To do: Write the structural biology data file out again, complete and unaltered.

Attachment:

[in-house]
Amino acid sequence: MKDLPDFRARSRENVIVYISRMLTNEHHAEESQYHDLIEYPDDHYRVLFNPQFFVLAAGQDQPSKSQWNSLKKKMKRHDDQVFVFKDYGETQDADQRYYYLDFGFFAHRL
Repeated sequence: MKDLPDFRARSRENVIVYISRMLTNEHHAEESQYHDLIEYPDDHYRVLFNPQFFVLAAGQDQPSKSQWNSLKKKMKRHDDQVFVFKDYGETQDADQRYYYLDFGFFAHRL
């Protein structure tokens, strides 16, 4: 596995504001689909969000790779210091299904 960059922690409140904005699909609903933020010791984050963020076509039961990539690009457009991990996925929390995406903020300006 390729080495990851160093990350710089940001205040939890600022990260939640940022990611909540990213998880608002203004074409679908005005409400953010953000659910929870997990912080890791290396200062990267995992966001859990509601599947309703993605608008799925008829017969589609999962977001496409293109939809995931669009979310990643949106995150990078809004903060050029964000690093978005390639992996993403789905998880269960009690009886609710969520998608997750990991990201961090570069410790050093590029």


[in-house]
Amino acid sequence: MKDLPDFRARSRENVIVYISRMLTNEHHAEESQYHDLIEYPDDHYRVLFNPQFFVLAAGQDQPSKSQWNSLKKKMKRHDDQVFVFKDYGETQDADQRYYYLDFGFFAHRL
Repeated sequence: MKDLPDFRARSRENVIVYISRMLTNEHHAEESQYHDLIEYPDDHYRVLFNPQFFVLAAGQDQPSKSQWNSLKKKMKRHDDQVFVFKDYGETQDADQRYYYLDFGFFAHRL
């Protein structure tokens, strides 16, 4: 596995504001689909969000790779210091299904 960059922690409140904005699909609903933020010791984050963020076509039961990539690009457009991990996925929390995406903020300006 390729080495990851160093990350710089940001205040939890600022990260939640940022990611909540990213998880608002203004074409679908005005409400953010953000659910929870997990912080890791290396200062990267995992966001859990509601599947309703993605608008799925008829017969589609999962977001496409293109939809995931669009979310990643949106995150990078809004903060050029964000690093978005390639992996993403789905998880269960009690009886609710969520998608997750990991990201961090570069410790050093590029």